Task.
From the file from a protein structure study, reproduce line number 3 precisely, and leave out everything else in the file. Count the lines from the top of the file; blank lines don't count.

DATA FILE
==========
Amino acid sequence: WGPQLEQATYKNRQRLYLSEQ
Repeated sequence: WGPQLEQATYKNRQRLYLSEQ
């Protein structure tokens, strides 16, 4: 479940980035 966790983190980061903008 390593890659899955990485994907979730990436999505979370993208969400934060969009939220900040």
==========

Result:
């Protein structure tokens, strides 16, 4: 479940980035 966790983190980061903008 390593890659899955990485994907979730990436999505979370993208969400934060969009939220900040």